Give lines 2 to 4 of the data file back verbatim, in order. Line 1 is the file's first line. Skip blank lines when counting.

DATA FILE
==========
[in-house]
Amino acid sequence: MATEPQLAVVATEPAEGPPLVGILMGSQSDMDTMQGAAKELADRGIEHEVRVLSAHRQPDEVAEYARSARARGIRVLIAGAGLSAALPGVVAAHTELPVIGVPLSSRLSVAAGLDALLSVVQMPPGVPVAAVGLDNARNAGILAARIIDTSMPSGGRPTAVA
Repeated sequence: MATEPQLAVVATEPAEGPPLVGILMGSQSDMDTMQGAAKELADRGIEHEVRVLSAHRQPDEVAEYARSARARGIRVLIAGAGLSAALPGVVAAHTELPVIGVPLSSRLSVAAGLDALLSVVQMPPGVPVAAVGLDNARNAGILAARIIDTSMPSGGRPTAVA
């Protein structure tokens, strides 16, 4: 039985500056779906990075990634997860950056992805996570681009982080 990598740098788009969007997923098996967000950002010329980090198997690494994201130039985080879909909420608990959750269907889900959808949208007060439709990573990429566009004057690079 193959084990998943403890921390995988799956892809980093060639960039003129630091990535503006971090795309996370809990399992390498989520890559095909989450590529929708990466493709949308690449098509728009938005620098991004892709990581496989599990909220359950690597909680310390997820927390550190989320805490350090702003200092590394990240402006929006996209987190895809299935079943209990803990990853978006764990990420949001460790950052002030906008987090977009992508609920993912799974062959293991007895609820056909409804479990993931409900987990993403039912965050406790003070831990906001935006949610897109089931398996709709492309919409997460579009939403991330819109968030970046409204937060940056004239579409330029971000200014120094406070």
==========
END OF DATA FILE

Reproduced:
Amino acid sequence: MATEPQLAVVATEPAEGPPLVGILMGSQSDMDTMQGAAKELADRGIEHEVRVLSAHRQPDEVAEYARSARARGIRVLIAGAGLSAALPGVVAAHTELPVIGVPLSSRLSVAAGLDALLSVVQMPPGVPVAAVGLDNARNAGILAARIIDTSMPSGGRPTAVA
Repeated sequence: MATEPQLAVVATEPAEGPPLVGILMGSQSDMDTMQGAAKELADRGIEHEVRVLSAHRQPDEVAEYARSARARGIRVLIAGAGLSAALPGVVAAHTELPVIGVPLSSRLSVAAGLDALLSVVQMPPGVPVAAVGLDNARNAGILAARIIDTSMPSGGRPTAVA
């Protein structure tokens, strides 16, 4: 039985500056779906990075990634997860950056992805996570681009982080 990598740098788009969007997923098996967000950002010329980090198997690494994201130039985080879909909420608990959750269907889900959808949208007060439709990573990429566009004057690079 193959084990998943403890921390995988799956892809980093060639960039003129630091990535503006971090795309996370809990399992390498989520890559095909989450590529929708990466493709949308690449098509728009938005620098991004892709990581496989599990909220359950690597909680310390997820927390550190989320805490350090702003200092590394990240402006929006996209987190895809299935079943209990803990990853978006764990990420949001460790950052002030906008987090977009992508609920993912799974062959293991007895609820056909409804479990993931409900987990993403039912965050406790003070831990906001935006949610897109089931398996709709492309919409997460579009939403991330819109968030970046409204937060940056004239579409330029971000200014120094406070």